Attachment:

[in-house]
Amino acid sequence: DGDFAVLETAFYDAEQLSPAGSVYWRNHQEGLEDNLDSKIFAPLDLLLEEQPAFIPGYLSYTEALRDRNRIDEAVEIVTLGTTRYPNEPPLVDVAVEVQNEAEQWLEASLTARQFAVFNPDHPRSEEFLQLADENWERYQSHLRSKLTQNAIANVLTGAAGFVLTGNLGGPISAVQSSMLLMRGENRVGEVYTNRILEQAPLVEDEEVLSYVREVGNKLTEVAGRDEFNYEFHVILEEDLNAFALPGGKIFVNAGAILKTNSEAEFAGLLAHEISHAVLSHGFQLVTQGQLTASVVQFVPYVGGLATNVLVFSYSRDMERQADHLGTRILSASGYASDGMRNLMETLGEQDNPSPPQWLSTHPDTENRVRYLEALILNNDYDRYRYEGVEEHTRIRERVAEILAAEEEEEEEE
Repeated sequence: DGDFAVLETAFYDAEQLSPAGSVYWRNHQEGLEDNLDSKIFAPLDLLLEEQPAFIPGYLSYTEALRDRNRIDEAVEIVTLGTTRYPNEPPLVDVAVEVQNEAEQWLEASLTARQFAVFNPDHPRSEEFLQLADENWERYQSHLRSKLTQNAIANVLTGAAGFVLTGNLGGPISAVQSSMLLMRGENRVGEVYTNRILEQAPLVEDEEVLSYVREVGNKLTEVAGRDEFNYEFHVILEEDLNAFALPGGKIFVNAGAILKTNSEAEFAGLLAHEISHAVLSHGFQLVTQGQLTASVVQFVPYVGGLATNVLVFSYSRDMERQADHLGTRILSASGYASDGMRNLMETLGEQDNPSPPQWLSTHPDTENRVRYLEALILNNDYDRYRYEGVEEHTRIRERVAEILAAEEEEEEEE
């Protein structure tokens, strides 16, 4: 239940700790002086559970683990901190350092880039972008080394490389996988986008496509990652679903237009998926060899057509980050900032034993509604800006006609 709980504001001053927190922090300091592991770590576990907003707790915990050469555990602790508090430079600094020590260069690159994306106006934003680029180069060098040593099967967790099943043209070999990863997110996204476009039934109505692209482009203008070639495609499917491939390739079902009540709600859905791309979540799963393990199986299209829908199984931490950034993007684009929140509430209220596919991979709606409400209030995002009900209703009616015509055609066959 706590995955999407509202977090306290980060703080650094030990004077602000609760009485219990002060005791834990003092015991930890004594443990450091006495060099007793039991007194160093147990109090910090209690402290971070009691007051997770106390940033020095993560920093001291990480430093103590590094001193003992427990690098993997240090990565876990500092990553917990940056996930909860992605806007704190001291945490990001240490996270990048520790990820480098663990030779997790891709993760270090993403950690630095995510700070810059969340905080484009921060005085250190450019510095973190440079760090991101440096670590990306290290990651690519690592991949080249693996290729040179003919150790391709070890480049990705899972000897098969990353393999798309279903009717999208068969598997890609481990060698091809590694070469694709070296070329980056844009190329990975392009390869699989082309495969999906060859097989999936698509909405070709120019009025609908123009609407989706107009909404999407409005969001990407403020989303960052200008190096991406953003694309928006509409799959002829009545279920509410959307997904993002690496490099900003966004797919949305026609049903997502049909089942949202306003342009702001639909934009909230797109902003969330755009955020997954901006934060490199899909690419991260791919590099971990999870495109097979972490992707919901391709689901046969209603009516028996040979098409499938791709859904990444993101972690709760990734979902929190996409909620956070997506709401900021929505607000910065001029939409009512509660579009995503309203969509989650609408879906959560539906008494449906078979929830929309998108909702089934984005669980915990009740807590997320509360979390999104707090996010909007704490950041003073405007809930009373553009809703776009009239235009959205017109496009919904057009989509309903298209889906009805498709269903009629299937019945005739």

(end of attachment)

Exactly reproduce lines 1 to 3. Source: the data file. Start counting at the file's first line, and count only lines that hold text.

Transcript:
[in-house]
Amino acid sequence: DGDFAVLETAFYDAEQLSPAGSVYWRNHQEGLEDNLDSKIFAPLDLLLEEQPAFIPGYLSYTEALRDRNRIDEAVEIVTLGTTRYPNEPPLVDVAVEVQNEAEQWLEASLTARQFAVFNPDHPRSEEFLQLADENWERYQSHLRSKLTQNAIANVLTGAAGFVLTGNLGGPISAVQSSMLLMRGENRVGEVYTNRILEQAPLVEDEEVLSYVREVGNKLTEVAGRDEFNYEFHVILEEDLNAFALPGGKIFVNAGAILKTNSEAEFAGLLAHEISHAVLSHGFQLVTQGQLTASVVQFVPYVGGLATNVLVFSYSRDMERQADHLGTRILSASGYASDGMRNLMETLGEQDNPSPPQWLSTHPDTENRVRYLEALILNNDYDRYRYEGVEEHTRIRERVAEILAAEEEEEEEE
Repeated sequence: DGDFAVLETAFYDAEQLSPAGSVYWRNHQEGLEDNLDSKIFAPLDLLLEEQPAFIPGYLSYTEALRDRNRIDEAVEIVTLGTTRYPNEPPLVDVAVEVQNEAEQWLEASLTARQFAVFNPDHPRSEEFLQLADENWERYQSHLRSKLTQNAIANVLTGAAGFVLTGNLGGPISAVQSSMLLMRGENRVGEVYTNRILEQAPLVEDEEVLSYVREVGNKLTEVAGRDEFNYEFHVILEEDLNAFALPGGKIFVNAGAILKTNSEAEFAGLLAHEISHAVLSHGFQLVTQGQLTASVVQFVPYVGGLATNVLVFSYSRDMERQADHLGTRILSASGYASDGMRNLMETLGEQDNPSPPQWLSTHPDTENRVRYLEALILNNDYDRYRYEGVEEHTRIRERVAEILAAEEEEEEEE